1 2 3 Previous Next 30 Replies Latest reply: Feb 18, 2010 4:54 AM by Bee Jay Go to original post
  • 15. Re: Logic Pro 9 dither chain
    Bee Jay Level 6 Level 6 (10,895 points)
    A good time to clarify the distinction between dithering and truncating. Applying 16-bit dither does not throw away any resolution. Typically, the immediate next step is truncation, which does throw away the data. In a textbook case of dithering, the steps would be 32-bit float -> 24-bit fixed -> apply 16-bit dither (data still contains 24-bits of resolution)-> truncate to 16-bits.


    Yes, my post was badly worded, sorry - "Resolution" is such a b*ard word when it comes to digital audio.

    But presumably, as, eg the L2 is converting the stream to a 16-bit, possibly fixed point, we end up with numbers that are much lower down, still representing out 16-bit audio, but still being inside a 32f number representation? And if we are still in 32f, doesn't Logic again have to downconvert in a bounce?

    Given this, from a DSP standpoint, is that down conversion something that will leave that 16-bit alone, or does it need to be dithered again?

    I'd like to understand what's going on here better...

    I agree. But applying 16-bit dither in the middle of a 32-bit float stream isn't necessarily the same thing. The important question is whether or not the ultimate 16-bit fixed output will be altered downstream from the dither. My assumption is that as long as faders are left at unity and no processing is done, the 16-bit output at the end will be unchanged. But I may be wrong...


    I simply do not know enough at the maths level, which is why, as I stated, this is a little out of my depth - some I'm grateful to have some other people step in.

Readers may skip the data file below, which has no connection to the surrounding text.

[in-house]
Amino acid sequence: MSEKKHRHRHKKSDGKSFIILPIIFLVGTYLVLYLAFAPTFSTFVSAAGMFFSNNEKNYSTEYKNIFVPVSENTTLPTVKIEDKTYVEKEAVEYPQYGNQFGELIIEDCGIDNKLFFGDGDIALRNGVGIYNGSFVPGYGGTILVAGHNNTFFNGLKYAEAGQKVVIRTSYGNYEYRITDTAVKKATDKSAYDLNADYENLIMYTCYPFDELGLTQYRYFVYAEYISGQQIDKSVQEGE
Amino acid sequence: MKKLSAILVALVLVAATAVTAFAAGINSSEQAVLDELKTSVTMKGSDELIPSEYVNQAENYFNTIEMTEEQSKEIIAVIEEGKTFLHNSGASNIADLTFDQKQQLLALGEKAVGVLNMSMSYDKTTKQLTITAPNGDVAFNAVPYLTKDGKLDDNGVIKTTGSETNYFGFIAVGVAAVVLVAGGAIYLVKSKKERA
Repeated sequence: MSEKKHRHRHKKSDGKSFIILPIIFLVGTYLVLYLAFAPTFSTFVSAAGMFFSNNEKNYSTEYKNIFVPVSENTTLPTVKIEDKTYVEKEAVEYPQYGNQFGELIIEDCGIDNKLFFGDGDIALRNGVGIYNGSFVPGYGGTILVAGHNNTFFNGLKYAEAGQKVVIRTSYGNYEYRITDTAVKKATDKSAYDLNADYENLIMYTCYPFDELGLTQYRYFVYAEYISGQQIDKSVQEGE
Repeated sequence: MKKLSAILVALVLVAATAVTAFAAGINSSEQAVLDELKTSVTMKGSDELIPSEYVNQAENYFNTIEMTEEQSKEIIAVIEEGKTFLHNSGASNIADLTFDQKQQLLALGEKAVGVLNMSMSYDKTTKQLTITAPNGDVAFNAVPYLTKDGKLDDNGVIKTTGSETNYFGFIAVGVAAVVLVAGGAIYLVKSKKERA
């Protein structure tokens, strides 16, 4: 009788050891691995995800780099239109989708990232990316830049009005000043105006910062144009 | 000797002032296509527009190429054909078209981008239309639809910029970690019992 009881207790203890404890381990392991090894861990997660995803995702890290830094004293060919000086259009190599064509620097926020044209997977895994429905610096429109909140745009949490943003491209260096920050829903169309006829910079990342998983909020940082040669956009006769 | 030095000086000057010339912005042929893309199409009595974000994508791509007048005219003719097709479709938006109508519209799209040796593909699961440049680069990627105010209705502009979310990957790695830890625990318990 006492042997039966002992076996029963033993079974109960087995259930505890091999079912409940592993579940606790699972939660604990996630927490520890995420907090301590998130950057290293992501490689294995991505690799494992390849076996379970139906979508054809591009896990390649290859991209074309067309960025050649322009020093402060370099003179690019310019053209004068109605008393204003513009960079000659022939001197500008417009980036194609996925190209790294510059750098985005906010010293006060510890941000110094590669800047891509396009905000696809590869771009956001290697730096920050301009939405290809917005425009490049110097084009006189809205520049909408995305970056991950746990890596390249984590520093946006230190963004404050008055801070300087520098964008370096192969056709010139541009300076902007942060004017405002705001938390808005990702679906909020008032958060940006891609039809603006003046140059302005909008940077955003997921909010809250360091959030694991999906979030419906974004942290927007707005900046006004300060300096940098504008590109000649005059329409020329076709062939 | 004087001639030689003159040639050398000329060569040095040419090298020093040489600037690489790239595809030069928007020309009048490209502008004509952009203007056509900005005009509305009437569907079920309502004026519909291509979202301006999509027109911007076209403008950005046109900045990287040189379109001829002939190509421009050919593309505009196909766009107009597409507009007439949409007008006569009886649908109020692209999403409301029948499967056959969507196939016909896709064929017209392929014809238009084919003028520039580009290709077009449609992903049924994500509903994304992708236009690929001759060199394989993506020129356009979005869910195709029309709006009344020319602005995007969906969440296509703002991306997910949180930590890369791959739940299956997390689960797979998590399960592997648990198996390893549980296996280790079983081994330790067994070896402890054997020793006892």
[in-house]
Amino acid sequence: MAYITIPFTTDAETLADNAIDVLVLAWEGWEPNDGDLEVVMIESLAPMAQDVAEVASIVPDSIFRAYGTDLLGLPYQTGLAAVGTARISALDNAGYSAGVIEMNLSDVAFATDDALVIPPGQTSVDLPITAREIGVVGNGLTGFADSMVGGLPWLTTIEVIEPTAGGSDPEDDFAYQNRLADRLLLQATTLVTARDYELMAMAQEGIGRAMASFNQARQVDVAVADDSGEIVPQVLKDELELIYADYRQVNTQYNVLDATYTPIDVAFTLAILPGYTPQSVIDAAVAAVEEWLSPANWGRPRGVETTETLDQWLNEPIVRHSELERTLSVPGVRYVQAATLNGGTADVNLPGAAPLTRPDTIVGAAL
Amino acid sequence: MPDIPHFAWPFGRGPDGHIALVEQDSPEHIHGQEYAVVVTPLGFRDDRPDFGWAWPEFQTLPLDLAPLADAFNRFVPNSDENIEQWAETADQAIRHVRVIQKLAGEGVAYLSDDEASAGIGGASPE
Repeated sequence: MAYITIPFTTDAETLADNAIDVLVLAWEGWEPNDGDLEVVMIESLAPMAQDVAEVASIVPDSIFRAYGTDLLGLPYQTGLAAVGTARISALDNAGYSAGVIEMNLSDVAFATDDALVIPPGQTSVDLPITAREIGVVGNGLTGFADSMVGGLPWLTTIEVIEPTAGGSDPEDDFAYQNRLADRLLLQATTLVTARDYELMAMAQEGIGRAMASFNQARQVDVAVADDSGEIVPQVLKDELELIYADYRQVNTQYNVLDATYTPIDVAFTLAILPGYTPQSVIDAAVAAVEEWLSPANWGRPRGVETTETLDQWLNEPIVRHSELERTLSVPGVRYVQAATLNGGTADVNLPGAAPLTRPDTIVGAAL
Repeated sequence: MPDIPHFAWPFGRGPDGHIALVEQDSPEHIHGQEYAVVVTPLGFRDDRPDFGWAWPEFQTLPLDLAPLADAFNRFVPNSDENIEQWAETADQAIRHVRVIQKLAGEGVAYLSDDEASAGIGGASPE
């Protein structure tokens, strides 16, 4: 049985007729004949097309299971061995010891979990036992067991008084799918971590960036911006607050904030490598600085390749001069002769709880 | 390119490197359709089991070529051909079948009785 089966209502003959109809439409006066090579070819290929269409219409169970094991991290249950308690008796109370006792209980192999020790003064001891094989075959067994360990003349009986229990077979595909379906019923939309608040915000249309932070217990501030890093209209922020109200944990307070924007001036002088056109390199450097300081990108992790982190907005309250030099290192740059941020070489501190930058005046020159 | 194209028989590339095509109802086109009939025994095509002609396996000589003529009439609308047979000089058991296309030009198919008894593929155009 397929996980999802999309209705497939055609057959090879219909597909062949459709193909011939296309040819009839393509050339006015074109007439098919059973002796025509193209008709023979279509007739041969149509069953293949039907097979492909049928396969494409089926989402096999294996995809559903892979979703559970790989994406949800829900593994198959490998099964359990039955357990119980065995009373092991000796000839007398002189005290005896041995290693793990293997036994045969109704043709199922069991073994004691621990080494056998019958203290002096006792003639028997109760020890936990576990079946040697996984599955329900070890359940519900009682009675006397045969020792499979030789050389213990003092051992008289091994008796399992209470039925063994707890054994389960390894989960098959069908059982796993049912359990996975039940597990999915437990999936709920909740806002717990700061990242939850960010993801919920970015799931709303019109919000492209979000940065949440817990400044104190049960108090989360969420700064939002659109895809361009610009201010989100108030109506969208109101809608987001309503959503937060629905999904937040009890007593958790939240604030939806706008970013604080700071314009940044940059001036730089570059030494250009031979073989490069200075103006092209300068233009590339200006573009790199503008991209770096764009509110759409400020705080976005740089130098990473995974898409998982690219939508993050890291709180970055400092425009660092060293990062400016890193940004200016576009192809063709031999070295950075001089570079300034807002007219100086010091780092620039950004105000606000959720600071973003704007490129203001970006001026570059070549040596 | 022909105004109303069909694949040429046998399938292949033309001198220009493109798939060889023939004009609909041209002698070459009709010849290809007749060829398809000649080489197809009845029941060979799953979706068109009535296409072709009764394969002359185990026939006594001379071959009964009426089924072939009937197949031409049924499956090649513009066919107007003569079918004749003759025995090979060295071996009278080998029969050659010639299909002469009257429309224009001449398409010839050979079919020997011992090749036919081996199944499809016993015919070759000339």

If the fader is at unity, then it's probably ok to assume no more signal processing is going on inside the mixer. We don't know for sure, but I'd say it's probably a safe enough assumption. However, I don't know what happens in the bounce stage...

    Here's the thing, though... if you're correct, Bee Jay, and those resulting 16-bits get altered post-dither (even with no deliberate processing or fader manipulation), then you're essentially saying that it's impossible to apply 16-bit dither properly in a 32-bit floating environment.


    No, not saying that, I'm just not sure what happens afterwards. It's clearly not impossible, as you can do it in a plugin as contributors here have been. I'm simply not sure that's it's wise. It may be proved to be perfectly ok, it may not. However, doing the dither in the bounce dialog does conveniently bypass any confusion, hence the recommendation

    Since all the major native plug-in environments are 32-bit float (AU, RTAS, VST), we'd then have to conclude that all of those native dithering implementations by Waves, iZotope, etc., are worthless, eh ?


    No, not at all. Remember, a DAW is not the only environment for plugins. A wave editor environment working on audio files is a very different environment to a DAW implementation and doesn't have quite the same issues - as you are mostly destructively processing a file at the native number representation of the file, DSP headroom aside.

    Can somebody PM Justin C? He's a good guy to come in on this - he always helps clear up mathmatical confusion... Justin!!!
  • 16. Re: Logic Pro 9 dither chain
    Richardttt Level 2 Level 2 (160 points)
    Waves plugs only have 24 bits as their highest selectable bit rate. I have never seen any that have 32 bit float.

    You can apply these and other plugs to truncate/dither effectively, if the DAW allows you to place a plug post master fader like Digital Performer does.